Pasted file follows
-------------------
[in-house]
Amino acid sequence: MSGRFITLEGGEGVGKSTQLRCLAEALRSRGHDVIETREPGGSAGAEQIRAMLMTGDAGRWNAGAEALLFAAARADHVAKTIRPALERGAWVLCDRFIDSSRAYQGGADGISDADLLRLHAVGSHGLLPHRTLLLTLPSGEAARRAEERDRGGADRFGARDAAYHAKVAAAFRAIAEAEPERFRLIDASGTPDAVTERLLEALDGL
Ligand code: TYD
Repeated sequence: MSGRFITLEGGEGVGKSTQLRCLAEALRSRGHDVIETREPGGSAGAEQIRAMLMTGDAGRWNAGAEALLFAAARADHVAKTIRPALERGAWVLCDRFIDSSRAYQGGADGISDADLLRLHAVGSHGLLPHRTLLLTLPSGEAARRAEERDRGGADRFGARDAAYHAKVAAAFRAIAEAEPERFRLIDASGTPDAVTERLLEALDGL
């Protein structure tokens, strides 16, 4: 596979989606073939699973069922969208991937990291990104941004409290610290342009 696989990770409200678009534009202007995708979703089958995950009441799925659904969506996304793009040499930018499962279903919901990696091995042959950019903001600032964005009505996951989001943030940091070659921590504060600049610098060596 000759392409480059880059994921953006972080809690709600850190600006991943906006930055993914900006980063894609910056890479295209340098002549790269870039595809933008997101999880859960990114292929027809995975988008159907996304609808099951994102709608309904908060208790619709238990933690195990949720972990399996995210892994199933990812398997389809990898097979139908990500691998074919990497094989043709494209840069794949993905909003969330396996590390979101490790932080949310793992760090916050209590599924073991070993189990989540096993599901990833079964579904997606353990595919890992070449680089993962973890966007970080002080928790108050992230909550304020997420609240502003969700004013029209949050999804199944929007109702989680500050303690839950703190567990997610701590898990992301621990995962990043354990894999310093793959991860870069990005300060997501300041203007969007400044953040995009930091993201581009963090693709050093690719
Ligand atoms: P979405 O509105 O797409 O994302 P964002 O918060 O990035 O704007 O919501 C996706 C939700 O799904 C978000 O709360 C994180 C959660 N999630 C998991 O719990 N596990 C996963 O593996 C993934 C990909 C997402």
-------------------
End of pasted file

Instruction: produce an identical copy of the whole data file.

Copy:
[in-house]
Amino acid sequence: MSGRFITLEGGEGVGKSTQLRCLAEALRSRGHDVIETREPGGSAGAEQIRAMLMTGDAGRWNAGAEALLFAAARADHVAKTIRPALERGAWVLCDRFIDSSRAYQGGADGISDADLLRLHAVGSHGLLPHRTLLLTLPSGEAARRAEERDRGGADRFGARDAAYHAKVAAAFRAIAEAEPERFRLIDASGTPDAVTERLLEALDGL
Ligand code: TYD
Repeated sequence: MSGRFITLEGGEGVGKSTQLRCLAEALRSRGHDVIETREPGGSAGAEQIRAMLMTGDAGRWNAGAEALLFAAARADHVAKTIRPALERGAWVLCDRFIDSSRAYQGGADGISDADLLRLHAVGSHGLLPHRTLLLTLPSGEAARRAEERDRGGADRFGARDAAYHAKVAAAFRAIAEAEPERFRLIDASGTPDAVTERLLEALDGL
């Protein structure tokens, strides 16, 4: 596979989606073939699973069922969208991937990291990104941004409290610290342009 696989990770409200678009534009202007995708979703089958995950009441799925659904969506996304793009040499930018499962279903919901990696091995042959950019903001600032964005009505996951989001943030940091070659921590504060600049610098060596 000759392409480059880059994921953006972080809690709600850190600006991943906006930055993914900006980063894609910056890479295209340098002549790269870039595809933008997101999880859960990114292929027809995975988008159907996304609808099951994102709608309904908060208790619709238990933690195990949720972990399996995210892994199933990812398997389809990898097979139908990500691998074919990497094989043709494209840069794949993905909003969330396996590390979101490790932080949310793992760090916050209590599924073991070993189990989540096993599901990833079964579904997606353990595919890992070449680089993962973890966007970080002080928790108050992230909550304020997420609240502003969700004013029209949050999804199944929007109702989680500050303690839950703190567990997610701590898990992301621990995962990043354990894999310093793959991860870069990005300060997501300041203007969007400044953040995009930091993201581009963090693709050093690719
Ligand atoms: P979405 O509105 O797409 O994302 P964002 O918060 O990035 O704007 O919501 C996706 C939700 O799904 C978000 O709360 C994180 C959660 N999630 C998991 O719990 N596990 C996963 O593996 C993934 C990909 C997402």